8. The Wreck of the Granero

This is the story of the well documented shipwreck of the freighter Granero, which was driven onto the rocks in Crawton Bay in 1933. All of the eighteen crew were rescued, and for three days the Granero was rocked back and forth on the rocks where she foundered, before her back was broken and she sank beneath the seas in Crawton Bay. The Granero was bound from Finland to Grangemouth with a cargo of pit props. Local divers still visit the wreck to this day.

9. The Life Story of a Friend

This piece was given to me by Belva Ross just a few days before the live recording.

The poem was written about her father by his close friend Herbert Gove, and tells of a life and travels centred around Catterline.

10. Sheriff's Kettle

This piece is set in a gully called the Sheriff's Kettle on the Fourdon to Johnshaven Road. The Lairds of the Mearns were unhappy about the level of taxes imposed by the Sheriff of Glenbervie. They petitioned King James, and were told "Make soup of him" and this is exactly what they did!

11. The Mascot

The Mascot was the last remaining working fishing boat in Catterline until the 1990's and crewed by Catterline fishermen, latterly by John Watt and Jim Moir. The Mascot now has an honorary place in the harbour at Catterline. This song attempts to capture the history of the Mascot, and it's past and present prominence in Catterline.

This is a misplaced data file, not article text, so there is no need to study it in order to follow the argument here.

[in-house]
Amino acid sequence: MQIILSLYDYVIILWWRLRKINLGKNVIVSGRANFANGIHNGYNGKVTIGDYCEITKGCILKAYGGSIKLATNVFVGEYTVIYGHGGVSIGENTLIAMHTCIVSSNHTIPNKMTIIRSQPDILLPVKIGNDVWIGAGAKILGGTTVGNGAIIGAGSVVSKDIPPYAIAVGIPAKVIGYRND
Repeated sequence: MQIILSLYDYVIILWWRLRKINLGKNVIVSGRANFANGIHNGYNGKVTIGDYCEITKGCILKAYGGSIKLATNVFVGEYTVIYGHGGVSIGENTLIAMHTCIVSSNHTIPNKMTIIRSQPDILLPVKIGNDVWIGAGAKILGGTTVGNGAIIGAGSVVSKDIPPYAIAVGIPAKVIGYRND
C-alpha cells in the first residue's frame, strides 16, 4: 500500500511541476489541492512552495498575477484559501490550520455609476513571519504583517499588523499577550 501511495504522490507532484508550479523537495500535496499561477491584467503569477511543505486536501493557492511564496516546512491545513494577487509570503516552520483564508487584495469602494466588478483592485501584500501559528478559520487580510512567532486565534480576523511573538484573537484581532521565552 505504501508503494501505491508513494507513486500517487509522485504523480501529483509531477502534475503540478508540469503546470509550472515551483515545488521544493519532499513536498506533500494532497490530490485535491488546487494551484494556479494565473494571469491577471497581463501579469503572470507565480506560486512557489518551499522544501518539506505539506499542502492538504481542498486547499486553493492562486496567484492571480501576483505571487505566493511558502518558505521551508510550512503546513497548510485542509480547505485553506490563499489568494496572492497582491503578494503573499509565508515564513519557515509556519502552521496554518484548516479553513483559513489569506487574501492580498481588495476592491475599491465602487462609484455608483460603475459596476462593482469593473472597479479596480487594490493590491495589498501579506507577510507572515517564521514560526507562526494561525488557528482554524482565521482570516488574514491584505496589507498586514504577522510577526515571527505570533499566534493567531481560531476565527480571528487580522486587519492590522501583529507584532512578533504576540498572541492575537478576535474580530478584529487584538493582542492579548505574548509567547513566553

12. The Gentle Shetlander

I came across this lovely story some years ago. Adam Christie from Cunningsburgh in Shetland, spent the majority of his life in Sunnyside Hospital Montrose, where he died in 1950.

The story is remarkable and had resonance for me with the Catterline artists, as Adam exhibited talents in sculpture, painting, prose and music, which would fit the description of "artist extraordinaire," a term applied to people who exhibit artistic talents, but have had no formal artistic training.

13. The Light; Todhead Beam; Braidon Bay

I had already started writing this piece, as the news came through that the Todhead Lighthouse beam would be switched off from July 2007, and have dedicated this track to the 110 years of a safe beacon above a dangerous shore.

Each lighthouse has a unique lighting signature which differentiates it from all others. The Todhead signature was four beam flashes each lasting 2.5 seconds, with a 30 second interval. My thanks to Steve Hannah for his poem, “The Light” (written just after the live recording session of this album at the Creel Inn). It gives a poignant introduction to the two instrumentals for which the Todhead signature was the inspiration.